Aerobics, or aerobic dance, is a sport discipline that originated in the United States in the 1960s.
It is a type of activity that works the large muscles of the arms and legs to a piece of very rhythmic music. It is an activity that stimulates the cardio-pulmonary system. Indeed, the very sustained rhythm of the movements increases the heart rate and the quantity of oxygen that arrives at the muscles.
Benefits of aerobic dance
The benefits of aerobics are numerous.
First of all, aerobics helps you lose weight. It reshapes and refines the figure, strengthens the muscles, and the endurance to the effort. At the cardiac level, it lowers blood pressure, stimulates myocardial activity, and reduces harmful cholesterol levels in the blood.
At the psychic level, endorphins, the happiness hormone, is also secreted and contribute to the well-being felt during and after the aerobic session.
The recommended weekly time is 2.5 hours of moderate activity or 75 minutes of intense training. You can spread this exercise time throughout the week and regularly do 30 minutes of daily activity.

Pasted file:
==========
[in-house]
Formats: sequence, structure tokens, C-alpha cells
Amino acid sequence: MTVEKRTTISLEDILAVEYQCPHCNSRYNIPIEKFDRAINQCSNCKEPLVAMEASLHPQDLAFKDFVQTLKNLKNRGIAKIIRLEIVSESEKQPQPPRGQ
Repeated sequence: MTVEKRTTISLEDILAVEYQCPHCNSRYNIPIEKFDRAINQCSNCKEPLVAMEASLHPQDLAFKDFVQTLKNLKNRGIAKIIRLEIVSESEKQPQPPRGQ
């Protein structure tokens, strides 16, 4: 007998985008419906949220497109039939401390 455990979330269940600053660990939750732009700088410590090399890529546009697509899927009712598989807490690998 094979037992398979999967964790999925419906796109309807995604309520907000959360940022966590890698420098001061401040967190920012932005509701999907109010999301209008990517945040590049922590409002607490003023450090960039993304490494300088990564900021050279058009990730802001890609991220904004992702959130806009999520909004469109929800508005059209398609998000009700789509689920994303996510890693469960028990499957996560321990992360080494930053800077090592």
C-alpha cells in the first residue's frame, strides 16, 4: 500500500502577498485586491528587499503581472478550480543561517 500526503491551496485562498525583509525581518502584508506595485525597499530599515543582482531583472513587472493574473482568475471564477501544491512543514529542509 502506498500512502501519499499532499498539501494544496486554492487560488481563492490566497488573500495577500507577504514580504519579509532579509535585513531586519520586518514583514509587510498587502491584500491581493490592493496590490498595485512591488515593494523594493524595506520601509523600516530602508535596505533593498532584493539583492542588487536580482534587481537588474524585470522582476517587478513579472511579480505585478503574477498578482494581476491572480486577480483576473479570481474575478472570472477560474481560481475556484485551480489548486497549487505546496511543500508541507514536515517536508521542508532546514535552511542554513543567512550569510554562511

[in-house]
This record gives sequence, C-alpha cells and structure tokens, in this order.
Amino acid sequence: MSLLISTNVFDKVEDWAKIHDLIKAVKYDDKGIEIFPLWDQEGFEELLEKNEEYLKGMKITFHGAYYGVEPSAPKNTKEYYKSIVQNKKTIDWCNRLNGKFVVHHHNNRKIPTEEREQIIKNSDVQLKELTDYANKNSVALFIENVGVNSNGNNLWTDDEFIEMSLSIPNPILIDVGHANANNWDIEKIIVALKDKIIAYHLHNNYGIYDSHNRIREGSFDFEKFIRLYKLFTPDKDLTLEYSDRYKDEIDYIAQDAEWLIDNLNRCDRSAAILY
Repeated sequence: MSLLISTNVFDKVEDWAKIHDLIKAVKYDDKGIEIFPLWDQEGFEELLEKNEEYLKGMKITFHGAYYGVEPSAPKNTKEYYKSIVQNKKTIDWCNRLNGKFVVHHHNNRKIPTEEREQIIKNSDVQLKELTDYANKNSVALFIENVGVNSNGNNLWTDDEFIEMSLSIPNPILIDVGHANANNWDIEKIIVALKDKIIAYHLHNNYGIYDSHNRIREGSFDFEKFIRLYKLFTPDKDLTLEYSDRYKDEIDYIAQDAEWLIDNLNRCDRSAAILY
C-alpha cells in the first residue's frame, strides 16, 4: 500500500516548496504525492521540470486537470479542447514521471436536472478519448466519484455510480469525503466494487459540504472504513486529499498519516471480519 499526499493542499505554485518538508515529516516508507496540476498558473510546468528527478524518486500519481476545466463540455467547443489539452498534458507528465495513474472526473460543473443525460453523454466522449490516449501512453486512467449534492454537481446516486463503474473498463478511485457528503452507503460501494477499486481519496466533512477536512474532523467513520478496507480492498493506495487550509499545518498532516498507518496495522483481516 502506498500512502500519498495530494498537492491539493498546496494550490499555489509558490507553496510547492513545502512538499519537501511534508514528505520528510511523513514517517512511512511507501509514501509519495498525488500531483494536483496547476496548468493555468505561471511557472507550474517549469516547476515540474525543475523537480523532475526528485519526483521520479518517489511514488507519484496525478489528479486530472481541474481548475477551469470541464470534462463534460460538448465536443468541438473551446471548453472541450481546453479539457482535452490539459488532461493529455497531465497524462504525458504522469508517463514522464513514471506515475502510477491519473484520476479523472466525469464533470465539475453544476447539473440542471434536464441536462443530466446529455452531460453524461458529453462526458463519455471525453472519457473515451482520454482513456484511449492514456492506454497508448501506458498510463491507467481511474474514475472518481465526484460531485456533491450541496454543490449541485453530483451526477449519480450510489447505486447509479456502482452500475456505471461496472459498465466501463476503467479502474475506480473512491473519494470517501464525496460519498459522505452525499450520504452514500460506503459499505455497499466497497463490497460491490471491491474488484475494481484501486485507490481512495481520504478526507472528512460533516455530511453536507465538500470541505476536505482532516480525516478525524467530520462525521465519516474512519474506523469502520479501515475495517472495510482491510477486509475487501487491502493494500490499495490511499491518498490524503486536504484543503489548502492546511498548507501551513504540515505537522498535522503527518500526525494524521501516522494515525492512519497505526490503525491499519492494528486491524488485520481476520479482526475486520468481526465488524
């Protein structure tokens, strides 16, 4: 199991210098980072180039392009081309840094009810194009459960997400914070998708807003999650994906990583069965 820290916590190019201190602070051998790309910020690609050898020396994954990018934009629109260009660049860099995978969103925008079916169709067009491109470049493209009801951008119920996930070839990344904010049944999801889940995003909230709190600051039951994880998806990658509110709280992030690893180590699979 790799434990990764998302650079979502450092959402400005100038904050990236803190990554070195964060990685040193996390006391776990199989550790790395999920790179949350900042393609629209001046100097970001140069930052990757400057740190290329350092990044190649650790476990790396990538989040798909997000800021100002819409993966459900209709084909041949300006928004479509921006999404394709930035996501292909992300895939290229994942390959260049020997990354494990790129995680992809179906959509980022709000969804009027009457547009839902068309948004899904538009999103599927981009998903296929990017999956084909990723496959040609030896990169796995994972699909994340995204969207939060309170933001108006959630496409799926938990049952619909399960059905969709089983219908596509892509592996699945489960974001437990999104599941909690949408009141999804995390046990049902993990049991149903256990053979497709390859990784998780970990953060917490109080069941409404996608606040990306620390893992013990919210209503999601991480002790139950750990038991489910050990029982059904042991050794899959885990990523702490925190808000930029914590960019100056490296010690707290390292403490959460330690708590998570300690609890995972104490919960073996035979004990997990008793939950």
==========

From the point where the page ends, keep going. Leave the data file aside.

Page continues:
How does an aerobics session work?
The aerobics session begins with simple, rhythmic movements, which are then progressively integrated into more complex combinations that stimulate both arm and leg muscles. The movements become more intense in both rhythm and complexity.
The aerobics class is constructed in such a way that there is no break in movement. Designed to reduce the heart rate, such as a slower walk or arm swinging movements combined with a walk-in place, and then resume a faster pace. But the muscles are active throughout the session.
Aerobics: Effects on the Body
When you move your arms, legs, and hips quickly and repeatedly, your breathing rate increases. Your heart beats faster. The oxygen’s in the blood increases. This oxygen reaching the muscles is increased. Blood flow increases and rids the body of accumulated waste products such as carbon monoxide more quickly. Lactic acid is also secreted, following the use of glucose, during the effort.
Contrary to popular belief, it is not a waste product. It simply arrives at the end of the chain of transformation of glucose. Its rate becomes normal again after the effort, hence the need for recovery time.